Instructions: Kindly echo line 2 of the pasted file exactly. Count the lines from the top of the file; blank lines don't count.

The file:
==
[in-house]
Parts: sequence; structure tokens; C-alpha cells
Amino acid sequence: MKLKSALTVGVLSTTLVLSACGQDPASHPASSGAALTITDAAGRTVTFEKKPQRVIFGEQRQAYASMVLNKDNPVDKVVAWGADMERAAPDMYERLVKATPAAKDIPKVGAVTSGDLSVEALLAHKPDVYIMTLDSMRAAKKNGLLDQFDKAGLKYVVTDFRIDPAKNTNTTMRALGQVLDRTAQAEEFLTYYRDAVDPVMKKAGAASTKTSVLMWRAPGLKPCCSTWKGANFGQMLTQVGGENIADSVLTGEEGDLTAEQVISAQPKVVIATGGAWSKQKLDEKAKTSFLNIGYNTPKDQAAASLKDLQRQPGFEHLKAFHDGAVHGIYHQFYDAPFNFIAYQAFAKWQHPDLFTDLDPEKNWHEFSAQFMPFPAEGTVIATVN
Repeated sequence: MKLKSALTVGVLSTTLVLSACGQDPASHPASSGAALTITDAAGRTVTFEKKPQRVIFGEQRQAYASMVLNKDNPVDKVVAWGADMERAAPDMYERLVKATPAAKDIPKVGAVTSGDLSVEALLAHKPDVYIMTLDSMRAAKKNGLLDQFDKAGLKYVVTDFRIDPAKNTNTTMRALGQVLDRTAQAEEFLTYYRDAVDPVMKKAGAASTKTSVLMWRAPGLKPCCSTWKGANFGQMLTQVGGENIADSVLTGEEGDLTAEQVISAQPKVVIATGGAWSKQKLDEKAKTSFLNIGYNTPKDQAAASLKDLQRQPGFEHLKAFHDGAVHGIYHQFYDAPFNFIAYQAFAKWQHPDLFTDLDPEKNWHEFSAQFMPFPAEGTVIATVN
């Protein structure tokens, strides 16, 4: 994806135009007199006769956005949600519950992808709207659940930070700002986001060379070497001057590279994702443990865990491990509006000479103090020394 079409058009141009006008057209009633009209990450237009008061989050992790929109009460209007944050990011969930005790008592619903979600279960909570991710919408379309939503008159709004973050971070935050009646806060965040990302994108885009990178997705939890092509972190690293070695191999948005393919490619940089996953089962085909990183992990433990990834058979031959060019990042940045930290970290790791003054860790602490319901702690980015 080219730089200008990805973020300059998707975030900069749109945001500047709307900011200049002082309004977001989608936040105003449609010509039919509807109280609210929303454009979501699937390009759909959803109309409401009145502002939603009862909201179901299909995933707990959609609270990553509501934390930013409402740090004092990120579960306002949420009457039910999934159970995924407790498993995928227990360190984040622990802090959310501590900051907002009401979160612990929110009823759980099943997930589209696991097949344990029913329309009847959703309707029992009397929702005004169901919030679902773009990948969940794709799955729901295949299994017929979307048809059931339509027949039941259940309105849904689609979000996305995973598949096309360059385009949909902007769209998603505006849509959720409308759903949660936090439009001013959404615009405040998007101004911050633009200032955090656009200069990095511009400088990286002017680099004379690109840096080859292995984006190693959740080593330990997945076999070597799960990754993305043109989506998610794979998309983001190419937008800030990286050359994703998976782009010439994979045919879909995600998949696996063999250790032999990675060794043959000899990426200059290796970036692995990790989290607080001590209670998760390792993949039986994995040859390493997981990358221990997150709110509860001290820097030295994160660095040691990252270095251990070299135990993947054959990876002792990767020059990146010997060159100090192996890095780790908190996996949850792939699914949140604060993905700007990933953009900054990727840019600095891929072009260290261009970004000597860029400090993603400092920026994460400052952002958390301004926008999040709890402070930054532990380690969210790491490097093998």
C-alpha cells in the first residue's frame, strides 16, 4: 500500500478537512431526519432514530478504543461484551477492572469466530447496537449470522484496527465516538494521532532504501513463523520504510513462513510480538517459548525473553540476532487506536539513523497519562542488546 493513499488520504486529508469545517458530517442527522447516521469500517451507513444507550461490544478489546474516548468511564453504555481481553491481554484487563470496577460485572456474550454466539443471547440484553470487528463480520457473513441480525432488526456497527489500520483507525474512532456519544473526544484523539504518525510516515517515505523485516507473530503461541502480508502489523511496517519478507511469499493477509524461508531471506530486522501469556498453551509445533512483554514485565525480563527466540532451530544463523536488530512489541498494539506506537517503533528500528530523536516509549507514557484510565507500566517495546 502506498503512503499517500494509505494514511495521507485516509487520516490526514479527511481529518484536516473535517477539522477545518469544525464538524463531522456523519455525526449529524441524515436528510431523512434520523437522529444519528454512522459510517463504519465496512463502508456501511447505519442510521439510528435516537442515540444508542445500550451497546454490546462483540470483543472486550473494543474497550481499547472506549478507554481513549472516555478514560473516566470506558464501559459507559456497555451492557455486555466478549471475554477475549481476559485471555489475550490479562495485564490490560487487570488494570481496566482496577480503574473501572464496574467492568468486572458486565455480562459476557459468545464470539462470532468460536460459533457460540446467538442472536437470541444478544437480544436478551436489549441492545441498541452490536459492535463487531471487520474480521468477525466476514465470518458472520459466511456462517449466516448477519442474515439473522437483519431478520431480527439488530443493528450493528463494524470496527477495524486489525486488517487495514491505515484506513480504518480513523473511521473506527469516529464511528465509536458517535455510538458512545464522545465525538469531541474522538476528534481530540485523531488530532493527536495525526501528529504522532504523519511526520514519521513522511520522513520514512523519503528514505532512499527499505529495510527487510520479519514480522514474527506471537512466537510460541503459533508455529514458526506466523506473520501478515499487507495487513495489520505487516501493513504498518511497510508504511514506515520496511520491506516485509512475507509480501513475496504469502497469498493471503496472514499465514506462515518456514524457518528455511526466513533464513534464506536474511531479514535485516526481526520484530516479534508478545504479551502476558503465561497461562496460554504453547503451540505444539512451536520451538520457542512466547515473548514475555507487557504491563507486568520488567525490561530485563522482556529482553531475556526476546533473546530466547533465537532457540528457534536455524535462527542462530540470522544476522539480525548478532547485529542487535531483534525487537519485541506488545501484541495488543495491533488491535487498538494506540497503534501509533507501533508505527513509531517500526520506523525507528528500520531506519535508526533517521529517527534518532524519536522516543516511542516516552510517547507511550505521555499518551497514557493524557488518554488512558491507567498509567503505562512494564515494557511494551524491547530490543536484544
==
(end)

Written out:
Parts: sequence; structure tokens; C-alpha cells